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The monarchy gives Sweden political innocence

"The king gained national status and legitimacy when he lost his formal political power", writes Cecilia Åse, PhD in political science.

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As the royal engagement of crown princess Victoria was announced on February 24, it was met with unanimous congratulations from both the media and many Swedish politicians. The Prime Minister Fredrik Reinfeldt declared that the royal engagement was a beacon of light in the dark times of economic crises and the leader of the opposition Social democratic party, Mona Sahlin, communicated her good wishes together with a bunch of red roses delivered to the palace.

The young couple’s upcoming marriage is clearly not their own affair. The constitutional monarchy is dependent on the royal family to successfully produce legitimate offspring. In Sweden the succession is tied exclusively to the descendants of Carl XVI Gustaf, so the great public interest displayed for royal marriages and childbirth is not surprising.

It was perhaps more the force of emotions that accompanied the engagement and how they were expressed in Swedish media and society that was unexpected. The event was depicted as one of national importance. Major newspapers ran extensive features of the young couple’s love story with headlines of intertwined gold rings, red hearts and Swedish flags. At the well attended and televised press conference the couple was told to give the public clear view of the engagement ring and asked if the descent and background of the fiancé was a problem, given the fact that he is a “man of the people” and not “blue blooded”.

It is easy to believe that this kind of royalist and nationalistic statements and sentiments is at odds with the common view of the Swedish national identity as low keyed, unobtrusive and characterized by a strong commitment to class and gender equality, modernity and rationality. On the contrary, monarchy, with its clear and obvious connections to hierarchy and class inequalities, as well as to conventional gender and family norms, appears to fit surprisingly well with “Swedish-ness”.

The question is: How can the general Swedish view that it is up to the individual to decide over sexual preferences and marriage or not marriage, correspond with the overall joyous participation in the royal engagement?

The answer to this question, I would say, is to consider how the constitution actually positions the Swedish head of state. The constitution was reformed in the mid 1970s. A two-chamber system, and a division of power between the parliament and the king, was replaced by a clear cut parliamentary system with a one-chamber parliament. The king lost practically all his formal powers. After these constitutional reforms the king no longer signs government bills, appoints prime minister, or acts as commander in chief. In the words of Olof Palme, the reforms reduced the monarchy to essentially a feather in the hat, a plume. Sweden could nice and easily, he declared, be turned into a republic.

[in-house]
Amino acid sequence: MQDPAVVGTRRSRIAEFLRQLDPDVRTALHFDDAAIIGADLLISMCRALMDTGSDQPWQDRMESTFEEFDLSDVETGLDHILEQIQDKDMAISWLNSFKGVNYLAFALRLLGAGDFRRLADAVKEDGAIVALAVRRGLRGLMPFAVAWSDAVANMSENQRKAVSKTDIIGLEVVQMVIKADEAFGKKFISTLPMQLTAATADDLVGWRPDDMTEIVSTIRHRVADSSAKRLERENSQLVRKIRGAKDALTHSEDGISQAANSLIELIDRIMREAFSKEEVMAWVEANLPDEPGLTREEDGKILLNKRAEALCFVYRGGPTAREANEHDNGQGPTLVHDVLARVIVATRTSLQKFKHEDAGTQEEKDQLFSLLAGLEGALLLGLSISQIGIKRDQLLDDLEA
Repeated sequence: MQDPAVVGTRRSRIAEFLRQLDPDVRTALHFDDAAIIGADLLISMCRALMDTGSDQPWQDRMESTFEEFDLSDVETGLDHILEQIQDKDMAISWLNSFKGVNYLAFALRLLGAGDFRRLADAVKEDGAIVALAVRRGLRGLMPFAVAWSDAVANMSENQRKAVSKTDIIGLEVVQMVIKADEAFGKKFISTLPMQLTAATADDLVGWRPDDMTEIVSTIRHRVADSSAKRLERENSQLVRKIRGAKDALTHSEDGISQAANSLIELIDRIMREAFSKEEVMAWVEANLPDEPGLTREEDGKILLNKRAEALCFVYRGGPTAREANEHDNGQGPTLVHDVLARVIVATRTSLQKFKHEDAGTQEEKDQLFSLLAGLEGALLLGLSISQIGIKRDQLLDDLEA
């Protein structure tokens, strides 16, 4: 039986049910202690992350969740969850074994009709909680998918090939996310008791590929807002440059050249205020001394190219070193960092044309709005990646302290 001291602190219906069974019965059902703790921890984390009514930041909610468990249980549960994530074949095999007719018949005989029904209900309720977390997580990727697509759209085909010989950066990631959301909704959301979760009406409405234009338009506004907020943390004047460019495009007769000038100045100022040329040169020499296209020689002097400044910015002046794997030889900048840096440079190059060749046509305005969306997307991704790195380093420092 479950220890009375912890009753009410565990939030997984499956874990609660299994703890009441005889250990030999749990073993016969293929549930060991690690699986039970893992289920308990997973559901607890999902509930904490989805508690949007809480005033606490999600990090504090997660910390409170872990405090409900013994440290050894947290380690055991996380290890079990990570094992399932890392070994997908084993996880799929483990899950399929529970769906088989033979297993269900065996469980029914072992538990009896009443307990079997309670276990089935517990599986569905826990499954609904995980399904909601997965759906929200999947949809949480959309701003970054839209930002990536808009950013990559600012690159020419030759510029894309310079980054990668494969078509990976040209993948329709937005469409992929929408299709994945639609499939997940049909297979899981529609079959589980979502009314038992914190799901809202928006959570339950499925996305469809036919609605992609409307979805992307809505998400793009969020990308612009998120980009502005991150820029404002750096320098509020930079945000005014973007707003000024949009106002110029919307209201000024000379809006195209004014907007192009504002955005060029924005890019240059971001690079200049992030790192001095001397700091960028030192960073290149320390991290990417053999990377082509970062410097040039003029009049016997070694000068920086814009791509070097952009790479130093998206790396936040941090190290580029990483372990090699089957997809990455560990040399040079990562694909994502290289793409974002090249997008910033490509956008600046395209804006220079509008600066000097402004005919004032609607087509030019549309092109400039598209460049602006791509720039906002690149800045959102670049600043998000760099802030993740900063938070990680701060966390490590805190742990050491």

However, despite Olof Palme’s provocative words, at the time nobody wanted a heated political discussion on the issue of monarchy versus republic. Political unity and agreement on the major constitutional issues were considered to be very important. The principles that guided these changes were a will to retain the monarchy and at the same time reduce the formal powers of the monarch to essentially nothing.

By ripping the king of political power and constitutional tasks a strong and powerful national symbol was created.  My view is that the king actually gained national status and legitimacy when he lost his formal political power.

It is a central element of contemporary nationalism to place the nation and the national symbols, such as the royal family, “above” politics.  It is precisely by not having anything to do with politics, or with political and democratic institutions, that the king and his family so naturally, and thereby also so forcefully, can symbolize and embody the Swedish nation.

And it is precisely because the Swedish monarchy is not regarded as political that the royal engagement can give rise to these expressions of strong nationalist emotions. The monarchy lends Swedish nationalism a sort of political innocence, making questions that ask from which social ideals and norms that these emotions originate easy to put aside. Swedish national identity can continue to be bound to modernity and to social and gender equality, notwithstanding the fact that this is clearly at odds with conceptions of royal exclusivity, beautiful blue blooded princesses and ordinary men “of the people”.

The monarchy may be reduced to a plume, but it is apparently a plume with strong influence over Swedish society and media. And this is something that many of us will become acutely aware of the months leading up to royal wedding on 19th June 2010.

Cecilia Åse,
PhD in political science at Stockholm University
Author of "Monarkins makt. Nationell gemenskap i svensk demokrati" (The power of the Monarchy)



Last Updated (Wednesday, 18 November 2009 08:32)


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